Forgive the headline on this post -- I'm not advocating beating up anyone. But blog reader Sam Longstreth at Brentwood Plastics Inc. in St. Louis felt a bit like he was reduced to that last week, when he wrote a letter to the editor of the St. Louis Post-Dispatch responding to an Earth Day column written by a high school student. Liz Godar, a junior at Villa Duchesne High School and a member of the Interschool Ecological Council, wrote the April 22 column that started the debate, headlined "The plastic bag is not a harmless necessity." Here's an excerpt_
Plastic bags are more than they appear. The consequences of this oversight are severe and at this point, no longer can be ignored. Plastic bags are made largely through petroleum, increasing the United States' already overwhelming dependency on foreign oil. According to the U.S. Environmental Protection Agency, the United States uses about 320 billion plastic bags and sacks each year. Perhaps the worst effect is their catastrophic environmental consequences. Plastic bags account for 10 percent of the waste built up along the U.S. shoreline and kill thousands of birds and marine animals each year, from seals to turtles to dolphins. These bags break down into even more toxic petro-polymers that then work their way into our food system. Not only are billions of these soon-to-be-toxic waste bags floating around in our waterways and oceans, but they will take 500 years to disappear completely. While plastic bags are recyclable, fewer than 1 percent actually are recycled. Even so, the recycling process is extremely economically insensitive. According to the San Francisco Department of the Environment, processing and recycling a ton of plastic bags costs about $4,000, and the new recycled material will then be sold in the commodities market for a pathetic sum of $32.The column goes on to push for consumers to reject plastic bags, with praise for various communities that have passed bag taxes or bans. That didn't sit well with Longstreth, president of Brentwood Plastics, a St. Louis-based film extruder. Longstreth wrote this reply to the newspaper:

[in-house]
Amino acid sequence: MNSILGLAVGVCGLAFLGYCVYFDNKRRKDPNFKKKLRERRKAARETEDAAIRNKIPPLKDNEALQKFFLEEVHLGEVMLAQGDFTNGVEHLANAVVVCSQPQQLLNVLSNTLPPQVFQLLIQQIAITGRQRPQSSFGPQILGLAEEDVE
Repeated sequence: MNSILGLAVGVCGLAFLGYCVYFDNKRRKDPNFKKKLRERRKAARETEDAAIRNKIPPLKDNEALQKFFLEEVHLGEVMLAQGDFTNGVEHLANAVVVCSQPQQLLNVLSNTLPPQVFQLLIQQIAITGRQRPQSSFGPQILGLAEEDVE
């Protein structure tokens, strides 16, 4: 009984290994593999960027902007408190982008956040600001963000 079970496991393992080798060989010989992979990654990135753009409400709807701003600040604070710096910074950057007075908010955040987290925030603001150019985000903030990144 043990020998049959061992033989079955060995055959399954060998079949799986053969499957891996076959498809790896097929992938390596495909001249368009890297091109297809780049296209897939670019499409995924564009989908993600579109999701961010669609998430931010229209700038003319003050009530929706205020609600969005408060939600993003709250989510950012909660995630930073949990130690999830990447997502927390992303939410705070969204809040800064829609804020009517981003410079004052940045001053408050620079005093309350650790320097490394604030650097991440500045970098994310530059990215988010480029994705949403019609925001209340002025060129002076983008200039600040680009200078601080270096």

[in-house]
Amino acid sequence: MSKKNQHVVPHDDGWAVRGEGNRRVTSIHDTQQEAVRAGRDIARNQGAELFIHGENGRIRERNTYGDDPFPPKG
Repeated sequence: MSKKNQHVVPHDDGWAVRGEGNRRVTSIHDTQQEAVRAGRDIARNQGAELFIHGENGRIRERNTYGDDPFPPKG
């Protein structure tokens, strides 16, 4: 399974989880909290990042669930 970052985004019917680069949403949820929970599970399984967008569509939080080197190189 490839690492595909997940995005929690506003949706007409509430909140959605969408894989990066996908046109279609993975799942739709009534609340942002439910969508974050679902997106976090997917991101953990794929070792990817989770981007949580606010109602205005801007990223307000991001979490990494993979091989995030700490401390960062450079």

It is apparent that Villa Duchesne does not teach chemistry prior to the second semester of the junior year, otherwise it is probable that Miss Godar would not have regurgitated the pernicious nonsense she is being taught by the Interschool Ecological Council. Had she taken chemistry, Miss Godar would be able to figure out that high density polyethylene, the product that she finds so dangerous, is chemically inert. In other words, it does not react with other chemicals. That's why, if she had taken chemistry, she would know that the statement that polyethylene "bags break down into even more toxic petropolymers" cannot be defended. I hate to break this to Miss Godar at the tender age of 17, but she should not believe everything the government tells her. The San Francisco Department of Environment's price of $32 per ton for post-consumer polyethylene is so far off the mark that it makes anyone who purchases polyethylene burst into laughter. I will buy every ton Miss Godar can find at $32, I'll even pay the freight. Bans are emotionally satisfying quick answers to complex problems. But do bans work? If you ban alcohol, will people not drink? If you ban abortions, will women not get them? If you ban guns, will people not kill each other? If you ban plastic bags, will people not litter?The Post-Dispatch published Longstreth's letter today, although they toned it down a bit. Longstreth is a rare breed these days. He's a plastics industry executive willing to stick his neck out and comment, with his name attached, on a news report that he felt was unfair.